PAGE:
NEA-NH, the ACLU of New Hampshire, AFT-New Hampshire, DEI Administrators Christina Philibotte and Andres Mejia, and others sued Commissioner Frank Edelblut and other state officials challenging New Hampshire’s unconstitutional classroom censorship law, which discourages public school teachers from teaching and talking about race, gender, sexual orientation, disability, and gender identity in the classroom. The state moved to dismiss this lawsuit and a hearing will be held on that motion on Wednesday September 14, 2022.
NEA-NH has been fighting multiple bills, Moms for Liberty, and Commissioner Edelblut to ensure our students are taught an honest education. It is our shared belief that the banned concepts law unconstitutionally chills discourse on race, gender, sexual orientation, disability, and gender identity in schools and public workplaces and already has had a negative impact on our students’ education.
Following the bill’s passage, NEA-NH heard from countless members that they were confused about what they could and could not teach, and that they feared the repercussions for guessing wrong. On multiple occasions, NEA-NH and other groups sent letters to the state asking for specific clarification about what was not permissible under the law. These letters went unanswered and unacknowledged.
“Teachers are trained and experienced in education and have a duty to set their students up to be successful contributors to society,” said Megan Tuttle, President of the NEA-New Hampshire. “Parents and educators agree that students should learn complete facts about historical events like slavery and civil rights. They agree that politicians shouldn’t be censoring classroom discussions between students and their teachers, and that educators shouldn’t have their licenses and livelihoods put at risk by a vague law.”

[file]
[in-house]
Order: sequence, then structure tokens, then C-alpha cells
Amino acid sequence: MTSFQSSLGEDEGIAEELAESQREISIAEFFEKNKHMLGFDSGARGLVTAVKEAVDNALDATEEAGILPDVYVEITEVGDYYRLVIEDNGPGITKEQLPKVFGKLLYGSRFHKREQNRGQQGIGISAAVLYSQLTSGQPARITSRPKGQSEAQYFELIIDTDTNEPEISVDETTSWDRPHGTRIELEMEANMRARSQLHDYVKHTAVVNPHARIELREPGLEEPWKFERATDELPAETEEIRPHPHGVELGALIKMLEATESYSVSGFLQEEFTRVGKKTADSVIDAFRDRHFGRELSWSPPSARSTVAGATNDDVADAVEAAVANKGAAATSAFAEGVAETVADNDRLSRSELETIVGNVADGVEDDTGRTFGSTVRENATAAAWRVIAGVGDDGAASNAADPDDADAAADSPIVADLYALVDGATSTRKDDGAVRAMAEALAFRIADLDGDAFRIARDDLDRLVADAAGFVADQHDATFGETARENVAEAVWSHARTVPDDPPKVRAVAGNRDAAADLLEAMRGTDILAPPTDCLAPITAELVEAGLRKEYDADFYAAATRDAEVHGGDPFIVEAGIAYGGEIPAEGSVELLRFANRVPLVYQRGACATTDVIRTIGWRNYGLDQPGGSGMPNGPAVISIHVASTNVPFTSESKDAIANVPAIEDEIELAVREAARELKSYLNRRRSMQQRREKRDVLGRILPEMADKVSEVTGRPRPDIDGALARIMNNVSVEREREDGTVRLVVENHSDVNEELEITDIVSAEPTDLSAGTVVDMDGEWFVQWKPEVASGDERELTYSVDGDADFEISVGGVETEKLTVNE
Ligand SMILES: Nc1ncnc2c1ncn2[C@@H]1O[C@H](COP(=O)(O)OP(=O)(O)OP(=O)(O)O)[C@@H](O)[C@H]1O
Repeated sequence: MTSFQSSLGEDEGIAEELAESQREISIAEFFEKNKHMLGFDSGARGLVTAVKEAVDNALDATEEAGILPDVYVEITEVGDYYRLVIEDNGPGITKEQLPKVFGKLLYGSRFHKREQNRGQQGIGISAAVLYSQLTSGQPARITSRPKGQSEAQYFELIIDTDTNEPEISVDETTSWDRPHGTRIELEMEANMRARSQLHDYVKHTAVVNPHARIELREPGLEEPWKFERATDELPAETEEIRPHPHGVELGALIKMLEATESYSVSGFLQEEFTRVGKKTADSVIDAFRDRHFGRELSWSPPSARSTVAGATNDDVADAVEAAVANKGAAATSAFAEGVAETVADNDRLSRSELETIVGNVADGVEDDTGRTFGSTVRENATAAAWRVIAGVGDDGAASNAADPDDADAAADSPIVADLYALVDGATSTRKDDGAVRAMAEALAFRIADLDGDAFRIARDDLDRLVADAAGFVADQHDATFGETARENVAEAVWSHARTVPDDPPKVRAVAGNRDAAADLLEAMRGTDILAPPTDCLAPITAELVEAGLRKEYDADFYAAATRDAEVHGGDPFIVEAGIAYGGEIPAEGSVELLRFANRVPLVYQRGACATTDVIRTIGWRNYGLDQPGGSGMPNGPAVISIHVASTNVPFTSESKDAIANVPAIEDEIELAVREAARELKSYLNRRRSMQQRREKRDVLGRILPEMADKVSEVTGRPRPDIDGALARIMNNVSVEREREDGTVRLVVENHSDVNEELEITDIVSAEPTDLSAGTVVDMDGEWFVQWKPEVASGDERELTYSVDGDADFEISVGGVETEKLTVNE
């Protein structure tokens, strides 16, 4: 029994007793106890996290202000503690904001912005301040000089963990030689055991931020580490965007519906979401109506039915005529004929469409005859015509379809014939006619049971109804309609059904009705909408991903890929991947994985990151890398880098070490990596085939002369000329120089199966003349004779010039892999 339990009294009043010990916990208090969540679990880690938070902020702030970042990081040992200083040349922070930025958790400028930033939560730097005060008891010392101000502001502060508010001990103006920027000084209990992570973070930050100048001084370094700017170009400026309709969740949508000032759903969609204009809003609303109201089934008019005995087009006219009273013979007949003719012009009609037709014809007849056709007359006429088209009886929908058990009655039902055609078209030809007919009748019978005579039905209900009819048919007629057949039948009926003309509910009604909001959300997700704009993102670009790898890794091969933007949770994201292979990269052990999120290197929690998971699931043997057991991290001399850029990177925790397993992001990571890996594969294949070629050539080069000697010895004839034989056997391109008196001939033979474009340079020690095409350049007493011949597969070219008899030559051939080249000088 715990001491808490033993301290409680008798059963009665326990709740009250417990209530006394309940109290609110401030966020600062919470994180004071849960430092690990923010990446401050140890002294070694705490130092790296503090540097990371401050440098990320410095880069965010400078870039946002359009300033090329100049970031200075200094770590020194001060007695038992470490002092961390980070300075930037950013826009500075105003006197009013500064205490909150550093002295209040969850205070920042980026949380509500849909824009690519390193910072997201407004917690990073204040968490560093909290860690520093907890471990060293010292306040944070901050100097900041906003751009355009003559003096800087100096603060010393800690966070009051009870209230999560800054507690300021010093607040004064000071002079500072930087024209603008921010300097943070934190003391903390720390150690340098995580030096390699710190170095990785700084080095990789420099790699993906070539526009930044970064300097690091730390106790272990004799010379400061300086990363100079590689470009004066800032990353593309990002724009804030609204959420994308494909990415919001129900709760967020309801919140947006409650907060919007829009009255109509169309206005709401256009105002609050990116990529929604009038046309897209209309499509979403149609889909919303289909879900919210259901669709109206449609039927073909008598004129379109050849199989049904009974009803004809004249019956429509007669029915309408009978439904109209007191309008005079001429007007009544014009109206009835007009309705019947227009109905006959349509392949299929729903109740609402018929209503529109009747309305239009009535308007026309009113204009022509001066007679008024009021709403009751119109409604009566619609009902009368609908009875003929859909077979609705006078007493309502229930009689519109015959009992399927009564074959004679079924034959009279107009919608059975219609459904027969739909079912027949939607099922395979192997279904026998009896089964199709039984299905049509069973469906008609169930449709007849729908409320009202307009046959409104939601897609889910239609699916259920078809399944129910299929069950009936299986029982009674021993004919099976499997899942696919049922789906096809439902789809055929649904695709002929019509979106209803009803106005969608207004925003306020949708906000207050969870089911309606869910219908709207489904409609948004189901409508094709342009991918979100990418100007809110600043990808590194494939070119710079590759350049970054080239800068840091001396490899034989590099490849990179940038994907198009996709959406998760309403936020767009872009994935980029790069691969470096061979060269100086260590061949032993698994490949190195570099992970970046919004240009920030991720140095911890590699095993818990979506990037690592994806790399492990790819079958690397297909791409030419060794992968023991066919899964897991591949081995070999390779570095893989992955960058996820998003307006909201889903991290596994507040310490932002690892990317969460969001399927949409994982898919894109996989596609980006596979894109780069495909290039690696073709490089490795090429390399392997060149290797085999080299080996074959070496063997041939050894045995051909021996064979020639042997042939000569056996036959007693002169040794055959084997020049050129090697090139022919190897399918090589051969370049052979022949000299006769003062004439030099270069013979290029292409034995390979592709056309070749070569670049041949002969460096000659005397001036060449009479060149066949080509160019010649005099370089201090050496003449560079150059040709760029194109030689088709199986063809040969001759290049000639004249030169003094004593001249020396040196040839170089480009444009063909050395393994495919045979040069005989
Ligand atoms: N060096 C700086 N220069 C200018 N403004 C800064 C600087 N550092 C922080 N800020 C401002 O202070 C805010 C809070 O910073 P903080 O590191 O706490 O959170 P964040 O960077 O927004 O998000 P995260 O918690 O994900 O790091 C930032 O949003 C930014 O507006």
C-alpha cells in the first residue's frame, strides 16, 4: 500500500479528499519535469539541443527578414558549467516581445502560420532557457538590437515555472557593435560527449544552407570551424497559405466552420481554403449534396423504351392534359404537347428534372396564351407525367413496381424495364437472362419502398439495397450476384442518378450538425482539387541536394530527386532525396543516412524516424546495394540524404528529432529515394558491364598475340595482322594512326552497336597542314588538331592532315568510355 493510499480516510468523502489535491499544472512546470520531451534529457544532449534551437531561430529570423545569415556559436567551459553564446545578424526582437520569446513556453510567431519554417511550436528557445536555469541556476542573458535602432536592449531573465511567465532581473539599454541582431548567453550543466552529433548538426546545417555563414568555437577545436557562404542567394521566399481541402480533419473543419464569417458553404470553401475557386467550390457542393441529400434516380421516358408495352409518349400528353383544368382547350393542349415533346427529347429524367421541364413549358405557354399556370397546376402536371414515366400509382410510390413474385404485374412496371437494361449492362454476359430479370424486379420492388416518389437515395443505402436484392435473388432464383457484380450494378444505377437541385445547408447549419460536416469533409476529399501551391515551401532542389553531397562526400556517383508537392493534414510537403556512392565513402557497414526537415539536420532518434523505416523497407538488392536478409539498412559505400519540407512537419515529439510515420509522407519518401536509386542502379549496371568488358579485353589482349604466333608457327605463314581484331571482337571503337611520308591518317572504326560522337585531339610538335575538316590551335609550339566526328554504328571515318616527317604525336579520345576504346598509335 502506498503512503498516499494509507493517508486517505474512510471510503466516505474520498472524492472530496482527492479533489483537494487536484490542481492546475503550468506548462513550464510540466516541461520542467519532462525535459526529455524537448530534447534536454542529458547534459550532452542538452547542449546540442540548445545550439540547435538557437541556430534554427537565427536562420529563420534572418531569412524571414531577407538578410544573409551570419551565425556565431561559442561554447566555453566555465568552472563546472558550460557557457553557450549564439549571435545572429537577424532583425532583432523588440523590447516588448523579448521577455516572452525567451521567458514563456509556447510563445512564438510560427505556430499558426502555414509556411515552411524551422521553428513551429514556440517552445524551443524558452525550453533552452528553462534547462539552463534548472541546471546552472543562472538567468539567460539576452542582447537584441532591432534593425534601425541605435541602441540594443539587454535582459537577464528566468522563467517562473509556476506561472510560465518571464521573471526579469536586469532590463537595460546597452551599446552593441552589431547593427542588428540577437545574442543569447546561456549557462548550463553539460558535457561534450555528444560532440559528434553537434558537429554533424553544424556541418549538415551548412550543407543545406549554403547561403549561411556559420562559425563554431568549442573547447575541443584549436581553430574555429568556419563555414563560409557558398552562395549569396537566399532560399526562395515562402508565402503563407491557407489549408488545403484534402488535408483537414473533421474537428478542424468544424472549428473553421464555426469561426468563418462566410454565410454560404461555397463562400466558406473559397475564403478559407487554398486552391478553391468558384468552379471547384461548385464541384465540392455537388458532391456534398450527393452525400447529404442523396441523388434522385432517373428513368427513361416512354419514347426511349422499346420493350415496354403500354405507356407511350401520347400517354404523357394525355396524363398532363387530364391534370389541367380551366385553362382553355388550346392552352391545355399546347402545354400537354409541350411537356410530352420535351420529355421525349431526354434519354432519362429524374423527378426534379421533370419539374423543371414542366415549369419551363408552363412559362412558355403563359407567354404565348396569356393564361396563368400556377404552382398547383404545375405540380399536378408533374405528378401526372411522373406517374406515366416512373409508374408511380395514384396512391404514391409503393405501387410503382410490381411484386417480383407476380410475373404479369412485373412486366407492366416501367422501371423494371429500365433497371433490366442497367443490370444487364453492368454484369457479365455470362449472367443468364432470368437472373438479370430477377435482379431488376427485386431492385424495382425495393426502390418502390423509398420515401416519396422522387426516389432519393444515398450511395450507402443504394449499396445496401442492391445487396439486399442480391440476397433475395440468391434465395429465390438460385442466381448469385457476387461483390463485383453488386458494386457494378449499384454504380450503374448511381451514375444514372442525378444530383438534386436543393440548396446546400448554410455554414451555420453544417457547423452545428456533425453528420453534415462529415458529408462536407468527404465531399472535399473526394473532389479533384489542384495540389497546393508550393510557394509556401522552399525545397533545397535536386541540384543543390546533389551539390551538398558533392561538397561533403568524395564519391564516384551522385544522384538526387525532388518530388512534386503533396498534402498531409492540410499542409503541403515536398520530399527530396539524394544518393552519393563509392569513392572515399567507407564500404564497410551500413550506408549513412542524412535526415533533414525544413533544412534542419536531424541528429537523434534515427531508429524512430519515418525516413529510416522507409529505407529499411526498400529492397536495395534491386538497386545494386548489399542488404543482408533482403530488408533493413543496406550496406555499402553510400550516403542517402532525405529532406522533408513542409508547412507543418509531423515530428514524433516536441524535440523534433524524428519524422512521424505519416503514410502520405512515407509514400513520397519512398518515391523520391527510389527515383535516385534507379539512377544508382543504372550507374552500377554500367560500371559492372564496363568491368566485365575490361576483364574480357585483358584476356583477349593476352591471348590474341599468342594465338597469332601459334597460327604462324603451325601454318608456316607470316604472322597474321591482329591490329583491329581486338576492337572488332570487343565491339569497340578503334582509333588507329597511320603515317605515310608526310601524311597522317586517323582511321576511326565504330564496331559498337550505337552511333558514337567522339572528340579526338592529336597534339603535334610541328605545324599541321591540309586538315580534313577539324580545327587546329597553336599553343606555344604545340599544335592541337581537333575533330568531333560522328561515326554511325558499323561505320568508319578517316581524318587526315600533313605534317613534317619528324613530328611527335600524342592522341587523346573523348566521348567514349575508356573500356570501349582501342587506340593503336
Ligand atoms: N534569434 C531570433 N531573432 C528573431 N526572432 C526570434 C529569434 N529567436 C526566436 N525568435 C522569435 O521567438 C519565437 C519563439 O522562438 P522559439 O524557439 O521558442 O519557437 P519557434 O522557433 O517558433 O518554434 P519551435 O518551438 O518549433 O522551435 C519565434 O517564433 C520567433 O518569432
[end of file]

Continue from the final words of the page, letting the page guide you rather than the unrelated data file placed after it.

NEA-NH knows that the law is so unclear and vague that it fails to provide necessary guidance to educators about what they can and cannot include in their courses, and that it invites arbitrary and discriminatory enforcement—up to and including the loss of teaching licenses.
The lawsuit asks the court to declare the Banned Concepts Act unconstitutional under the 14th Amendment and issue an order barring its enforcement.
The Court will hear the state’s motion to dismiss our lawsuit Wednesday, September 14 at approximately 1:00PM in the U.S. District Court of New Hampshire, 55 Pleasant St. #110, Concord, NH 03301.
There will be no live stream with audio of the event available. If you are able, please attend the hearing in Concord. You can also post message this week on your social media accounts with #TeachTruth reminding your followers what is at stake here in New Hampshire.
You can also vote for NEA-NH recommended candidates in Tuesday’s primary and in November to help safeguard our students’ right to an honest education. More information and case documents are here: https://www.aclu-nh.org/en/cases/nea-nh-et-al-v-nh-commissioner-education-et-al